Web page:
Thanks to using the franchise tag to his advantage, Johnson is making a little less than $56.7 million from 2016 through 2018, which includes the first year of his new Jets contract. The almost $56.7 million is NFL-record compensation for a cornerback over a three-year period.

4. It starts in the trenches

Offensive linemen were the biggest beneficiaries of the free-agency spending spree in 2017. The salary bar has been raised at the three primary offensive-line positions (center, guard and tackle) in free agency this year.

Nate Solder has taken the tackle market to unprecedented heights. The Giants gave Solder a four-year, $62 million contract with $34.8 million fully guaranteed. The deal makes him the NFL's highest-paid offensive lineman at $15.5 million per year.

Andrew Norwell re-set the guard market with the five-year, $66.5 million contract containing $30 million fully guaranteed he received from the Jaguars. The Buccaneers made Ryan Jensen the NFL's highest-paid center on a deal averaging $10.5 million per year. Jensen signed a four-year, $42 million contract with $22 million in guarantees.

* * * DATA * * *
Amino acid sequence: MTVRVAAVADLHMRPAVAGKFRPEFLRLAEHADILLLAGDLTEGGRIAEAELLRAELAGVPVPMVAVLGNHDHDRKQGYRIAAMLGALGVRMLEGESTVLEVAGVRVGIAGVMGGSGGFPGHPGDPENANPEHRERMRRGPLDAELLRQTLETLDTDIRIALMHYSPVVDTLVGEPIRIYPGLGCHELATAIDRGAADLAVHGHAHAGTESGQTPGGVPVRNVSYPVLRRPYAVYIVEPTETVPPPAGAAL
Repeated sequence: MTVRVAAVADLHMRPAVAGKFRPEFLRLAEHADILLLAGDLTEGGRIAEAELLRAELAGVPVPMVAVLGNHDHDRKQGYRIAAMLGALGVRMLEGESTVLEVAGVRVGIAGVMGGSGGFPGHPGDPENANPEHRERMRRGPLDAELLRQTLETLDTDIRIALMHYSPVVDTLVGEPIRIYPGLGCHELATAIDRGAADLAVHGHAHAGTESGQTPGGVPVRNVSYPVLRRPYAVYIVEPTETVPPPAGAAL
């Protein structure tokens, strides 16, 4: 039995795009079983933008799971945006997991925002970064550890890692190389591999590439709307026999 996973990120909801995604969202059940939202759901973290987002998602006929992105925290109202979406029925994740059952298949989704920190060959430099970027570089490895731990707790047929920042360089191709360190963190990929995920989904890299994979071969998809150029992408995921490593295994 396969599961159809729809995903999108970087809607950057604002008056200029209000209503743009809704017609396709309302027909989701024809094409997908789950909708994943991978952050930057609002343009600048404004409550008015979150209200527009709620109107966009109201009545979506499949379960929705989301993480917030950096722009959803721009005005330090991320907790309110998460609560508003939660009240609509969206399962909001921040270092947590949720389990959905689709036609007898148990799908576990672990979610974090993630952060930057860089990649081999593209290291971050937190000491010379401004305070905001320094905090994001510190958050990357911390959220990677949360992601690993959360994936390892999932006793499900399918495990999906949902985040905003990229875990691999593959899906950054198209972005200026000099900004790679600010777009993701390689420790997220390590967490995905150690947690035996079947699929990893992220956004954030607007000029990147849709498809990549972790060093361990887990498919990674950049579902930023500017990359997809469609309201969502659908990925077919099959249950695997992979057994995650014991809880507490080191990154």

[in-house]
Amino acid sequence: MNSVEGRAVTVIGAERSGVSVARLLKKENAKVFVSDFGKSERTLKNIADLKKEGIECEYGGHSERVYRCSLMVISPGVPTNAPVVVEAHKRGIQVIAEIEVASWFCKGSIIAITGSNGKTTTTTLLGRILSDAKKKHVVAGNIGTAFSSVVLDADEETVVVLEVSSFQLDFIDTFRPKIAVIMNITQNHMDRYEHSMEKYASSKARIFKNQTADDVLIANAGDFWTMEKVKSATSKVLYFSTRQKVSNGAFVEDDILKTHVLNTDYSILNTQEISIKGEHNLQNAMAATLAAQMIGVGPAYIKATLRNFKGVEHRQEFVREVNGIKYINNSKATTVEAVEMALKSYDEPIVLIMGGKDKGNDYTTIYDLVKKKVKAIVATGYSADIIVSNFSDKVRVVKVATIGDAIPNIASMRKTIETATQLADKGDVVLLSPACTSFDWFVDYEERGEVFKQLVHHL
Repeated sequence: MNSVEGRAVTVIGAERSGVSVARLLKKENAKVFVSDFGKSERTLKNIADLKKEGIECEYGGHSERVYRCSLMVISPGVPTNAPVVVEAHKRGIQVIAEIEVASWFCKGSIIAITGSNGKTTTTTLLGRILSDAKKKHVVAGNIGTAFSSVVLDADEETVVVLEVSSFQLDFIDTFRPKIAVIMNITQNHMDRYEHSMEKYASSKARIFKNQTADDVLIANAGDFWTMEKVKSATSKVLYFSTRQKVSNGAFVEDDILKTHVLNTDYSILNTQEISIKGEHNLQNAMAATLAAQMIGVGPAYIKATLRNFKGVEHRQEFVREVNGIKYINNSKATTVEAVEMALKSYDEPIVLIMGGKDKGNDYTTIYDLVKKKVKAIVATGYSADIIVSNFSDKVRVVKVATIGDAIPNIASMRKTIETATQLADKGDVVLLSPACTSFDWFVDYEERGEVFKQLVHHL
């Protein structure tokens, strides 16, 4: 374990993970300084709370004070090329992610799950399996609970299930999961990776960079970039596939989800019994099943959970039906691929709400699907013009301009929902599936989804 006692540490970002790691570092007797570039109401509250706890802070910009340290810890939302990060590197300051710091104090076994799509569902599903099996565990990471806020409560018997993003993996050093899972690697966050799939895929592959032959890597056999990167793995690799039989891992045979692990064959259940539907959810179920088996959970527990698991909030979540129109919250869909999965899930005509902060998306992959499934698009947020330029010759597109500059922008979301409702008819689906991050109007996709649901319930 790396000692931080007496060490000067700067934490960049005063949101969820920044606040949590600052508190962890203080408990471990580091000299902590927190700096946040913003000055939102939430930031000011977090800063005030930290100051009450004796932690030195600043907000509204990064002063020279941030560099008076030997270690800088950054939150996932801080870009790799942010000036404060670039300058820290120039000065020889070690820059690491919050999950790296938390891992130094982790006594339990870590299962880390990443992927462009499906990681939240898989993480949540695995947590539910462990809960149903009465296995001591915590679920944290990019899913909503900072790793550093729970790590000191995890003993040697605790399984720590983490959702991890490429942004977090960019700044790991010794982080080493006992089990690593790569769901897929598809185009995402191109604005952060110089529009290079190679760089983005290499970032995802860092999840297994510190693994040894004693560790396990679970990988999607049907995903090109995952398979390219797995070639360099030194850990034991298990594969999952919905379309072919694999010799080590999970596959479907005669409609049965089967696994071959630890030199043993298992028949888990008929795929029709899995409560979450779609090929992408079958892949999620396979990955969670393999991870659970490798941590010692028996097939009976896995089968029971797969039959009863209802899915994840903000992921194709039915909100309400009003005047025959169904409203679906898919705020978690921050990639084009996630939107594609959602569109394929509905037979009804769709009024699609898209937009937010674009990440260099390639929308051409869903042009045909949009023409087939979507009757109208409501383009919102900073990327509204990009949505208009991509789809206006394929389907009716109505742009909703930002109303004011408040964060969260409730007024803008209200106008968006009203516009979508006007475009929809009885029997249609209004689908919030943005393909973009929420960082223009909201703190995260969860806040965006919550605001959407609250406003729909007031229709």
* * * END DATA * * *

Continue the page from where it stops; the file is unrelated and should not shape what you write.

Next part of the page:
Offensive-lineman salaries may continue to escalate this offseason. Norwell's contract is expected to be the salary floor for any contract extension that Zack Martin, who has been a Pro Bowler in each of his four NFL seasons, signs with Cowboys. It's probably going to require the Titans making a similar commitment as the Giants did with Solder to get two-time Pro Bowl left tackle Taylor Lewan, who is scheduled to play the 2018 season on a $9.431 million fifth-year option, signed long term.

5. Drew Brees' discount